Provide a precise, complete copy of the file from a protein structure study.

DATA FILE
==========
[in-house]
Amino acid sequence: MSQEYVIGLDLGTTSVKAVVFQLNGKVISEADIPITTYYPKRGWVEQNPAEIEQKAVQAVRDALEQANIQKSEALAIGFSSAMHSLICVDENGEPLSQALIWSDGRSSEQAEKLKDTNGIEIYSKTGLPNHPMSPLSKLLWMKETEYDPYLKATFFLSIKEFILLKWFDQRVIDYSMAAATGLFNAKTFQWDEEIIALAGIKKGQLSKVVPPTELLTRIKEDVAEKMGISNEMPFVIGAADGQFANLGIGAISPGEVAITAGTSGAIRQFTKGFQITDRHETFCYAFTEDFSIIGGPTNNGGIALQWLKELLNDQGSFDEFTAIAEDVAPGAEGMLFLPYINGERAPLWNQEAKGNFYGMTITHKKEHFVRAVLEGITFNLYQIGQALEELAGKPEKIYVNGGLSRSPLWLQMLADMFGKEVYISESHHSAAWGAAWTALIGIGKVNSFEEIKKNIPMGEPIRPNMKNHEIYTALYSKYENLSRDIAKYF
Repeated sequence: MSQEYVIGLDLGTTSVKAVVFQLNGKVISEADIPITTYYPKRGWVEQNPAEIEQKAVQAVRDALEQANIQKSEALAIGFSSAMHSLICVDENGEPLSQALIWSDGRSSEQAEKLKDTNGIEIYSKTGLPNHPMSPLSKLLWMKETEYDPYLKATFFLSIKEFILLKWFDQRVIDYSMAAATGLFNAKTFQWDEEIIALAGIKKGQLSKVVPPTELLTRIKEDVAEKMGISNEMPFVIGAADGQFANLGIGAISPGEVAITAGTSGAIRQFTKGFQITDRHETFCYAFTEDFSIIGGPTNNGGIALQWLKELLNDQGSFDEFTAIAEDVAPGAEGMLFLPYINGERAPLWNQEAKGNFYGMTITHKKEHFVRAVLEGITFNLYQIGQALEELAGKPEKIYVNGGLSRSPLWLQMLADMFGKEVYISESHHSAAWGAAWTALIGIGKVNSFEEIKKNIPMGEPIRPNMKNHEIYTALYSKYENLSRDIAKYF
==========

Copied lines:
[in-house]
Amino acid sequence: MSQEYVIGLDLGTTSVKAVVFQLNGKVISEADIPITTYYPKRGWVEQNPAEIEQKAVQAVRDALEQANIQKSEALAIGFSSAMHSLICVDENGEPLSQALIWSDGRSSEQAEKLKDTNGIEIYSKTGLPNHPMSPLSKLLWMKETEYDPYLKATFFLSIKEFILLKWFDQRVIDYSMAAATGLFNAKTFQWDEEIIALAGIKKGQLSKVVPPTELLTRIKEDVAEKMGISNEMPFVIGAADGQFANLGIGAISPGEVAITAGTSGAIRQFTKGFQITDRHETFCYAFTEDFSIIGGPTNNGGIALQWLKELLNDQGSFDEFTAIAEDVAPGAEGMLFLPYINGERAPLWNQEAKGNFYGMTITHKKEHFVRAVLEGITFNLYQIGQALEELAGKPEKIYVNGGLSRSPLWLQMLADMFGKEVYISESHHSAAWGAAWTALIGIGKVNSFEEIKKNIPMGEPIRPNMKNHEIYTALYSKYENLSRDIAKYF
Repeated sequence: MSQEYVIGLDLGTTSVKAVVFQLNGKVISEADIPITTYYPKRGWVEQNPAEIEQKAVQAVRDALEQANIQKSEALAIGFSSAMHSLICVDENGEPLSQALIWSDGRSSEQAEKLKDTNGIEIYSKTGLPNHPMSPLSKLLWMKETEYDPYLKATFFLSIKEFILLKWFDQRVIDYSMAAATGLFNAKTFQWDEEIIALAGIKKGQLSKVVPPTELLTRIKEDVAEKMGISNEMPFVIGAADGQFANLGIGAISPGEVAITAGTSGAIRQFTKGFQITDRHETFCYAFTEDFSIIGGPTNNGGIALQWLKELLNDQGSFDEFTAIAEDVAPGAEGMLFLPYINGERAPLWNQEAKGNFYGMTITHKKEHFVRAVLEGITFNLYQIGQALEELAGKPEKIYVNGGLSRSPLWLQMLADMFGKEVYISESHHSAAWGAAWTALIGIGKVNSFEEIKKNIPMGEPIRPNMKNHEIYTALYSKYENLSRDIAKYF